By Helen Bullock
Summary: A newspaper account of a dermatologist’s report that patients with skin disorders showed considerable improvement after eliminating bleached flour products from their diet. Importantly, the dermatologist is referring to the bleach chlorine dioxide, which had replaced the former standard flour bleach of many years, nitrogen trichloride. This article illustrates well the practice of the food processing industry to continue to use a product in spite of concerns about its safety until enough demonstrable cases of harm force its hand. From The Dallas Morning News, 1955. Reprinted by the Lee Foundation for Nutritional Research.[The following is a transcription of the original Archives document. To view or download the original document, click here.]
Bread Called Cause of Some Skin Ills
Fort Worth, Texas—Dr. Arthur G. Schoch of Dallas told Texas family doctors here Wednesday that he has successfully treated many skin-disease patients by removing bread from their diet—and others by removing milk.
The dermatologist spoke at the sixth annual meeting of the Texas Academy of General Practice [TAGP] in Will Rogers Memorial Stadium. He reported that many of his patients with severe, chronic skin disease had improved markedly within a few weeks after they quit eating bread and chemically treated flour. “On the hypothetical assumption that bread and flour, as consumed in this country, contain one or more noxious (injurious) products that could be a major or contributing cause of illness, we are continuing our investigations along this line.”
The milk was banned for patients suffering from penicillin reaction, Dr. Schoch said.
Another speaker, Dr. Vernon S. Knight of Nashville, Tennessee, first brought up the subject of penicillin in milk. “In this country a significant amount of milk now contains penicillin in measurable amounts,” Dr. Knight said. “I believe that some of the hives we see these days may be caused by penicillin consumed in milk.”
Dr. Schoch confirmed that he had treated a number of patients suffering from “perpetuation of penicillin reaction” by removing milk from their diets. How does penicillin get into milk? The veterinarian puts it there indirectly, Dr. Schoch said, by injecting penicillin into the infected udders of dairy cows. This treatment cures the infection quickly, but the cows continue to excrete penicillin in milk for fourteen days, he said. So widespread is this practice, Dr. Schoch said, that much of the milk consumed across the country contains penicillin. (Unless you happen to be sensitive to penicillin, it is nothing to worry about.) Dr. Schoch recalled a Wisconsin cheese maker who purchased a lot of milk that contained so much penicillin it wouldn’t turn sour—and hence wouldn’t make cheese.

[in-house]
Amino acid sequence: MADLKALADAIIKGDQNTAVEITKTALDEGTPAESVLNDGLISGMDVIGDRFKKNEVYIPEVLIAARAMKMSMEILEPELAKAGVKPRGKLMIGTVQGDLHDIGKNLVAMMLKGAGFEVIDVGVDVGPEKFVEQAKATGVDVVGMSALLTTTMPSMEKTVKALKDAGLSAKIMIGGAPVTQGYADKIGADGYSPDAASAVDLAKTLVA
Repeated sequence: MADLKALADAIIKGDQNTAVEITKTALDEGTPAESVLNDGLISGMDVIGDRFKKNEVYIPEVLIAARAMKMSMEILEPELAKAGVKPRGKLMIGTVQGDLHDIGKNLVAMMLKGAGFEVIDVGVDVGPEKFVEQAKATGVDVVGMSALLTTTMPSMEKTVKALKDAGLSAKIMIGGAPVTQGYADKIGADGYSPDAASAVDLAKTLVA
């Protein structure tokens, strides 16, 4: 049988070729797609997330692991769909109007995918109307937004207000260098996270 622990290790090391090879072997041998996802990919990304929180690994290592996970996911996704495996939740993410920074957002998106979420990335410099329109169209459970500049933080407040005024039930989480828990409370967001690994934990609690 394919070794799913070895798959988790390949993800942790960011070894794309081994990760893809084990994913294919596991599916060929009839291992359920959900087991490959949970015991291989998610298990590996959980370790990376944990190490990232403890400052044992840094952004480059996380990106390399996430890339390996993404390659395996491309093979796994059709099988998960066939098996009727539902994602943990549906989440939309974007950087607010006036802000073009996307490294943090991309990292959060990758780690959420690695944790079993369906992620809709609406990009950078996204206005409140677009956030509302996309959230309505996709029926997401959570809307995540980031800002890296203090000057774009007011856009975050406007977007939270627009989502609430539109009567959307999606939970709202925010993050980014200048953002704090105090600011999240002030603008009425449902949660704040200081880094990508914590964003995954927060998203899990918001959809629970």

Getting back to the sickness caused by bread, which was the topic of Dr. Schoch’s talk, he explained that the trouble comes from the interaction of flour-refining chemicals and the protein of wheat. For twenty-five years or more prior to 1947, he said, nitrogen trichloride was the primary maturing agent used by millers of white flour. Along about 1947, he added, it was shown that this agent produced convulsions and death in dogs, and Federal Food and Drug Commissioner B.P. Dunbar recommended a reduction in the use of this chemical “to a minimum.”
In its place, Dr. Schoch said, chlorine dioxide is now the commonly used maturing and bleaching agent for commercial flours. Chlorine dioxide has been demonstrated not to have the same harmful effects in dogs as had the nitrogen trichloride. However, Dr. Schoch continued, in England recently, in a human case of widespread dermatitis coupled with profound mental depression, the causative agent was found to be bread made from flour treated with nitrogen trichloride—and also bread made from flour treated with chlorine dioxide. In this patient one chemical was as harmful as the other.
Dr. Schoch said that in his own practice patients with one skin disease in particular have shown improvement when they leave off bread; that disease is chronic systemic lupus erythematosus. [Note, added by Dr. Royal Lee: Other poisons can produce this reaction. Hydralazine caused lupus erythematosus in several patients. See Yearbook of Medicine, 1955–56 edition, page 97.]
In an interview Dr. Schoch said store-bought whole wheat breads contain less of the maturing chemicals than white breads but that all commercial breads have some. The three-day meeting closed Wednesday, with the final registration figure of 1,333, including 485 members of TAGP, 101 other doctors, 310 wives, 301 exhibitors, and 136 other guests.
By Helen Bullock, Dallas Morning News staff writer. Reprinted from The Dallas Morning News, Dallas, Texas, Thursday, September 22, 1955, by the Lee Foundation for Nutritional Research.
Note: Lee Foundation for Nutritional Research is a nonprofit, public-service institution, chartered to investigate and disseminate nutritional information. The attached publication is not literature or labeling for any product, nor shall it be employed as such by anyone. In accordance with the right of freedom of the press guaranteed to the Foundation by the First Amendment of the U.S. Constitution, the attached publication is issued and distributed for informational purposes.